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President Faces "Huge and Unforeseen Choices" Over Next 4 Years, 9/11 Vice Chair Lee Hamilton '52 Writes

November 3, 2004

Also: Lee Hamilton at "Issues for America"

hamilton-ifa2004.jpgNovember 3, 2004, Greencastle, Ind. - "No president will get through the next four years without huge and unforeseen choices -- on war and peace, or terrorism, genocides, spiking energy costs, epidemics, financial crises, or environmental catastrophes," writes Lee Hamilton, vice chair of the 9/11 Commission and a 1952 graduate of DePauw University, in today's South Bend Tribune. "All must keep a difficult truth in mind: a president must prepare for the challenges clearly ahead, but also for those that lie around the corner."

Hamilton, who served as a US Congressman from Indiana for more than three decades, notes, "The presidential debates provided a clearer look at where the candidates stand on several foreign policy issues. But in a world911-book.jpg teetering on the brink of chaos, a major challenge was not debated: the next foreign policy surprise... Unforeseen crises often consume a president's foreign policy."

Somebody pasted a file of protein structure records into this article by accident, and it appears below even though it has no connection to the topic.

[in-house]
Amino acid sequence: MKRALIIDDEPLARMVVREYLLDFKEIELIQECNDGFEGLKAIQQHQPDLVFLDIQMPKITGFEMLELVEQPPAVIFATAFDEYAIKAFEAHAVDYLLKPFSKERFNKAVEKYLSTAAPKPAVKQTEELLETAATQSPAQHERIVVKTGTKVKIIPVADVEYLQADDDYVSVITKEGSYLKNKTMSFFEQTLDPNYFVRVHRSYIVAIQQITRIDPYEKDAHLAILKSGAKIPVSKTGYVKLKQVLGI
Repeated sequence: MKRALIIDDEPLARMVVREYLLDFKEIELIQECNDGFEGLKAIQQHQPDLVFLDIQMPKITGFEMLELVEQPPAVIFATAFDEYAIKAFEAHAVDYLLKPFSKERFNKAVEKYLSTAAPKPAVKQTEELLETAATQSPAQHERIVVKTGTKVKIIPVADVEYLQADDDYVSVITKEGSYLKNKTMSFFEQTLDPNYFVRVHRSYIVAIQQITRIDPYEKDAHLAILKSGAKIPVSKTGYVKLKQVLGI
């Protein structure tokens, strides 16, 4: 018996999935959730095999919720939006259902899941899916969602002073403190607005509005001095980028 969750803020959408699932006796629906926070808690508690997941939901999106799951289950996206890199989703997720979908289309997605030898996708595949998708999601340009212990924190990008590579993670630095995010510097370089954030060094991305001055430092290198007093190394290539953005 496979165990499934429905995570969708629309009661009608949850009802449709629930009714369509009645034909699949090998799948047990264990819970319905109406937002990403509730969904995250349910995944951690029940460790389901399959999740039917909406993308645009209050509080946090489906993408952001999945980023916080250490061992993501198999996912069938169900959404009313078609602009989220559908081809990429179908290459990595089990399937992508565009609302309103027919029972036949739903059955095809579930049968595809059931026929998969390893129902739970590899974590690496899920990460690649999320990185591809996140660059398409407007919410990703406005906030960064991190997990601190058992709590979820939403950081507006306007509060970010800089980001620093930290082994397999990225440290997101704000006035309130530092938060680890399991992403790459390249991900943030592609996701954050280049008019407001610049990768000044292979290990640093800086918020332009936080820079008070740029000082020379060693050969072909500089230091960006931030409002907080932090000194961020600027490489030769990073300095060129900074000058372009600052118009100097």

The Democrat, who is president and director of the Woodrow Wilson International Center for Scholars, says a number of issues, "floating under the radar screen, might pose problems for the next president. At the top of the list are North Korea and Iran. These hostile countries were addressed in the first debate, but the severity of the threat has not been fully acknowledged. North Korea likely has nuclear weapons; Iran is making progress with its nuclear program. We must decide soon what to do about this. In the next four years, the president will face one of these situations: a military confrontation with one or both countries, the acceptance of one or two new nuclear-armed nations, or a peaceful resolution of differences with one or both nations that leads to their nuclear disarmament." He adds, "Pakistan could also pose enormous problems," and, "A crisis could also develop over Taiwan."

Access the complete text at the Tribune's Web site by clicking here.

Lee Hamilton touched on similar themes last week in a speech at Wake Forest University (read more here), and at DePauw Discourse 2004: Issues for America, which took place in September. Read more about Hamilton's presentation, and access audio and video clips, in this previous story.

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